Energy Web Foundation and its cofounder RMI are building a blockchain-based SAFc registry for sustainable aviation fuel (SAF) certificates. The goal is to increase transparency and promote the use of more sustainable fuels. Current SAF production levels are insufficient for corporates that want their staff to fly more sustainably.
The work is part of a project for the Sustainable Aviation Buyers Alliance (SABA), founded by numerous big names: Bank of America, Boston Consulting Group, Boeing, Deloitte, Meta, JP Morgan, McKinsey & Co, Microsoft, Netflix and Salesforce.
Sustainable aviation fuel is made from renewable sources such as plant or animal material, used cooking oil and waste. In terms of CO2 emissions, it can be up to 80% less polluting than conventional fuels. And because SAF isn’t that different from conventional fuels, it can be mixed with them and used without modifying engines. However, currently SAF makes up a fraction of 1% of total fuel usage.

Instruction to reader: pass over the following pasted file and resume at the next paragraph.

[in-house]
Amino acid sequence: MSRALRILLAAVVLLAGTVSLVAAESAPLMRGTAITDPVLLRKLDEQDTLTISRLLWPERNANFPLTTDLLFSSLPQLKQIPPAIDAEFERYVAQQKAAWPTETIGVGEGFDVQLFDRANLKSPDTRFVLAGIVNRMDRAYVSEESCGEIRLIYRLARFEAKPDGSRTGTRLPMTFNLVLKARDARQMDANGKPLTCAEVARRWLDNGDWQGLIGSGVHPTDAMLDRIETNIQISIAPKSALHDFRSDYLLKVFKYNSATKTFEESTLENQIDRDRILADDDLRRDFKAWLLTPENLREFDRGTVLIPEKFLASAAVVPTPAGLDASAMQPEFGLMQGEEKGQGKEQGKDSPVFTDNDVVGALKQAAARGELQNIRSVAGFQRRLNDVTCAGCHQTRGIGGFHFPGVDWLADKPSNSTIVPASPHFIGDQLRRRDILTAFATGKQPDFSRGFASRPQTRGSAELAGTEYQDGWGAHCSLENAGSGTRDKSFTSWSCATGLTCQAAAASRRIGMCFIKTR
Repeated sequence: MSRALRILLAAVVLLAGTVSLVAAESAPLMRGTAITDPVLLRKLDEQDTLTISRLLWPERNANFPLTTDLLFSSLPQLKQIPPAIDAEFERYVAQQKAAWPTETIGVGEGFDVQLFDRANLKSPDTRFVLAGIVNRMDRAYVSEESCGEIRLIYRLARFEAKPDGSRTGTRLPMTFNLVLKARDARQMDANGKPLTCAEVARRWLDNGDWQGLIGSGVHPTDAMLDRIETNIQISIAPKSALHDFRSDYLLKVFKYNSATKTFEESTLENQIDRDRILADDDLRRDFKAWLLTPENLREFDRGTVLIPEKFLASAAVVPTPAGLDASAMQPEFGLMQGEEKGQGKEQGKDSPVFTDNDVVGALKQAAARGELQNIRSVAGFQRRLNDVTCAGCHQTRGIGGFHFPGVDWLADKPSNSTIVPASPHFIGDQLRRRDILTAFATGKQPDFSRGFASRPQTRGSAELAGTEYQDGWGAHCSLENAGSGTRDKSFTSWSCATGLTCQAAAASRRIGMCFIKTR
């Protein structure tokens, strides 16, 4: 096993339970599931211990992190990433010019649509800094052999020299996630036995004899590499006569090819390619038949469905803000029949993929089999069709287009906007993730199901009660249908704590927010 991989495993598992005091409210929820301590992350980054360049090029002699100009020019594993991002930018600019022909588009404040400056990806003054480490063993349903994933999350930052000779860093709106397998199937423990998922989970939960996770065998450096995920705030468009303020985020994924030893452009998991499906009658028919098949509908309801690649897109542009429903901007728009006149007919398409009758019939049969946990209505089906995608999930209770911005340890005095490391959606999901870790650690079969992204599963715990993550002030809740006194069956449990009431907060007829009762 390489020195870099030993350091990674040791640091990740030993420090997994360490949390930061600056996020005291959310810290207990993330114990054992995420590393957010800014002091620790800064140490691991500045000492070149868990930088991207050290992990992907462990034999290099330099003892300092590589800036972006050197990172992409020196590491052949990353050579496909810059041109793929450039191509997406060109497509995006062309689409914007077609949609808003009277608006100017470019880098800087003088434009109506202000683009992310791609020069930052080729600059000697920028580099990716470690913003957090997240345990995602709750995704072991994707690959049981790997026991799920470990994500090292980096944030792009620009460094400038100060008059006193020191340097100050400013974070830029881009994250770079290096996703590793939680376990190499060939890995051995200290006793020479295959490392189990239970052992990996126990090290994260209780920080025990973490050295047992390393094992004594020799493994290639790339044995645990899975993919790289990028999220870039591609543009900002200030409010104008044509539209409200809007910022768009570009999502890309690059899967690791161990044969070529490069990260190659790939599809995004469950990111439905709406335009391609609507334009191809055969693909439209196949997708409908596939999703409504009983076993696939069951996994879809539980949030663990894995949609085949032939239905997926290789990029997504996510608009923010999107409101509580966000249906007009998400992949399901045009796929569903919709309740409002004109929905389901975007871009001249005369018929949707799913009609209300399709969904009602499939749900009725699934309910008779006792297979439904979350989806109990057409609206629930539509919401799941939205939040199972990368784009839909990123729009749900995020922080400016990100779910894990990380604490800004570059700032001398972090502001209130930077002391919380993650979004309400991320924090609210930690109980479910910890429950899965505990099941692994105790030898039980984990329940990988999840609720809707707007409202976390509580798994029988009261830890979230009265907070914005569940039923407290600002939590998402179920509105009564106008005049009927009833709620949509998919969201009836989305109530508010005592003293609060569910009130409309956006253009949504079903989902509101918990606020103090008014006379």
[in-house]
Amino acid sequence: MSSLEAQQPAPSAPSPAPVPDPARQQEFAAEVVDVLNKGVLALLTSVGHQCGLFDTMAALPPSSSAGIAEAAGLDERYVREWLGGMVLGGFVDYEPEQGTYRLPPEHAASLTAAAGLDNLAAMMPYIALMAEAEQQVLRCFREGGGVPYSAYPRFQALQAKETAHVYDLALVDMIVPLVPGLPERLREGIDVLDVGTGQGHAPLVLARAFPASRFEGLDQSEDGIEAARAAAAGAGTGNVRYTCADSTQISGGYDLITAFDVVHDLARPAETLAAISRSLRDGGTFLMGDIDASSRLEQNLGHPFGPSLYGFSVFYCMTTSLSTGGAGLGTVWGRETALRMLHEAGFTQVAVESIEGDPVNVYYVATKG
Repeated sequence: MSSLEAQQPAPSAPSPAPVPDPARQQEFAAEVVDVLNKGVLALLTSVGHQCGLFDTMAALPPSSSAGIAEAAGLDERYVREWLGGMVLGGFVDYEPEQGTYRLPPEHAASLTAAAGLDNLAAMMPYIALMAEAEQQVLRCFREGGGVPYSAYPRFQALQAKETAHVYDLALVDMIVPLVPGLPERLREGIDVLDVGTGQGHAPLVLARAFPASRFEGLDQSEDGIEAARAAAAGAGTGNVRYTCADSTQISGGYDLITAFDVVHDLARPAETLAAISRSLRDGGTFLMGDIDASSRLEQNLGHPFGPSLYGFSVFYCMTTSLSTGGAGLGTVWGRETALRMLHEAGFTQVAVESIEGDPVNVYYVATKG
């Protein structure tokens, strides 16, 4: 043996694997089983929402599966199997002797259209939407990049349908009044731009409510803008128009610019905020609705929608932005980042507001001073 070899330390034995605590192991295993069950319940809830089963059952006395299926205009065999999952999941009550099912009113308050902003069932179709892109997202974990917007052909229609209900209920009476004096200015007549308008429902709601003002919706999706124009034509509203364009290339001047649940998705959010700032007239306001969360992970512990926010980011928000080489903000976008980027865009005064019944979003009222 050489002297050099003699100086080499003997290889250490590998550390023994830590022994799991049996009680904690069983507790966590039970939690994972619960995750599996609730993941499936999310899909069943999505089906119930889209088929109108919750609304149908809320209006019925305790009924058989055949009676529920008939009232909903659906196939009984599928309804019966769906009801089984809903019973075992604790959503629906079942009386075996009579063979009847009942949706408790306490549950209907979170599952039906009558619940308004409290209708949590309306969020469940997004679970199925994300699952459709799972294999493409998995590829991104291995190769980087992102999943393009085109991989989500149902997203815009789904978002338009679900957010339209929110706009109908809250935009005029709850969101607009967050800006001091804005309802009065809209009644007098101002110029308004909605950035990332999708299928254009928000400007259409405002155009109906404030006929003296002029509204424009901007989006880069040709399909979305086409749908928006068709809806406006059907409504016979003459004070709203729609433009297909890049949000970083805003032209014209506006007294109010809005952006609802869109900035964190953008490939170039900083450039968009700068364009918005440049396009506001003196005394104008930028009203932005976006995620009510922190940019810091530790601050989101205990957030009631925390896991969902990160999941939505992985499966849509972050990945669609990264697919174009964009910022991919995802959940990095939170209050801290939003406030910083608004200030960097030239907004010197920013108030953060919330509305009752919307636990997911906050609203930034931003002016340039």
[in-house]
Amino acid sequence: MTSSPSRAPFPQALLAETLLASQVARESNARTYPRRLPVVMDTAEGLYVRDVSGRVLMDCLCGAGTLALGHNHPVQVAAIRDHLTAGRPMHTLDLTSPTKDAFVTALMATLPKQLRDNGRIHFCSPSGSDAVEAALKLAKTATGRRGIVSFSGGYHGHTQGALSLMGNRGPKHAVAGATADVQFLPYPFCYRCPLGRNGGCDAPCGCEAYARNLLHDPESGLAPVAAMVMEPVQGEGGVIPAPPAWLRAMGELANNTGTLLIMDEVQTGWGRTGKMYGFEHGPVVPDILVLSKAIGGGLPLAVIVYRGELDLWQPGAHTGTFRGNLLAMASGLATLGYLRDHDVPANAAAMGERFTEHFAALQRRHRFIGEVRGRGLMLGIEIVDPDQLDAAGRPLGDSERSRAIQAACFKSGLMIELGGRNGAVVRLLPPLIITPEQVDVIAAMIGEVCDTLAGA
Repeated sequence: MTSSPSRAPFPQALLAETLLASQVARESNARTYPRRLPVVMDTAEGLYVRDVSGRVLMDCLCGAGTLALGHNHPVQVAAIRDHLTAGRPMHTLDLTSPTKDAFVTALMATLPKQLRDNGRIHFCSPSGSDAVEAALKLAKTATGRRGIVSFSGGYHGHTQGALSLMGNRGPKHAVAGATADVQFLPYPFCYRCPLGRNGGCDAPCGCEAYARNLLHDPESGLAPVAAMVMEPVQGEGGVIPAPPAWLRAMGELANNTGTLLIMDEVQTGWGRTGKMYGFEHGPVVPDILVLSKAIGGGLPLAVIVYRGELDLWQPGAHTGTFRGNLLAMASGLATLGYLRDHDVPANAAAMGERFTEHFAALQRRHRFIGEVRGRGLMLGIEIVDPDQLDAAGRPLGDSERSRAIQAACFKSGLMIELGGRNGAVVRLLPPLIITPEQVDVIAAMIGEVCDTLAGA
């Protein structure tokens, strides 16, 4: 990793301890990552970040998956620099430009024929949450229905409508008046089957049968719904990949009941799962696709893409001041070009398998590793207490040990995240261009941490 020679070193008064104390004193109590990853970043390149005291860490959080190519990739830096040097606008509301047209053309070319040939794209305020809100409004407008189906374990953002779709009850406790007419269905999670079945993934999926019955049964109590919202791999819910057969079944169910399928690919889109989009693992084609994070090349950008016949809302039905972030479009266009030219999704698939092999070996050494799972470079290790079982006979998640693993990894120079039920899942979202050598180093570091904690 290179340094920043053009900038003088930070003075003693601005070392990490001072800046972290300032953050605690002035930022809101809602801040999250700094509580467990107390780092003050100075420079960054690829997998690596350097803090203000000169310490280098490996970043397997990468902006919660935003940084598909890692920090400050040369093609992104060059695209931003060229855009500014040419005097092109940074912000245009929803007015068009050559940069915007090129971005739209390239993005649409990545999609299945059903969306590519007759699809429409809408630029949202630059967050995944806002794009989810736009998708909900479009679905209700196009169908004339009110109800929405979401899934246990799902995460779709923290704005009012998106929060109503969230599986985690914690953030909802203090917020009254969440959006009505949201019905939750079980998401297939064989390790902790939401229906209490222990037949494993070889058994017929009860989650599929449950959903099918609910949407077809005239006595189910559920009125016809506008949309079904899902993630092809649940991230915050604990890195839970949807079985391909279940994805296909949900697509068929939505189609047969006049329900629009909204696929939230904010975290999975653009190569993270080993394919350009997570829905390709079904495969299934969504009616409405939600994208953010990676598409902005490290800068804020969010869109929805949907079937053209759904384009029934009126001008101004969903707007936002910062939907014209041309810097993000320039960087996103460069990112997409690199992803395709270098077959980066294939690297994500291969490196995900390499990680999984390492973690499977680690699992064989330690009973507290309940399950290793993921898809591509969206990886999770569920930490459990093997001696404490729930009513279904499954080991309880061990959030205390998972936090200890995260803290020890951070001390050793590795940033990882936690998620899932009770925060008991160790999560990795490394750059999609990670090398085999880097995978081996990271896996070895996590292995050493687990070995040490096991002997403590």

“The development of the SAFc registry represents the first major milestone for the Sustainable Aviation Buyers Alliance, making good on our promise to break down roadblocks and create the tools necessary to decarbonize the aviation sector,” said Kim Carnahan, head of SABA’s Secretariat and Senior Director for Net Zero Fuels at Engie Impact.
Because SAF is so scarce, there’s a bit of an accounting challenge. What if a traveler’s employer pays for SAF fuel, but that particular flight does not use the fuel? That’s where SAFc will help. Because even though a different flight might use the SAF fuel, the passenger on the conventional fuel flight will pay for it. In some ways, this isn’t that different from renewable energy electricity, which is mixed in with conventional sources.
The registry is meant to go live in mid-2023.
Energy Web is involved in another SAF project with Accenture, Amex and Shell called Avelia. The aim is to sign up some of Amex Global Business Travel’s 19,000 corporate clients.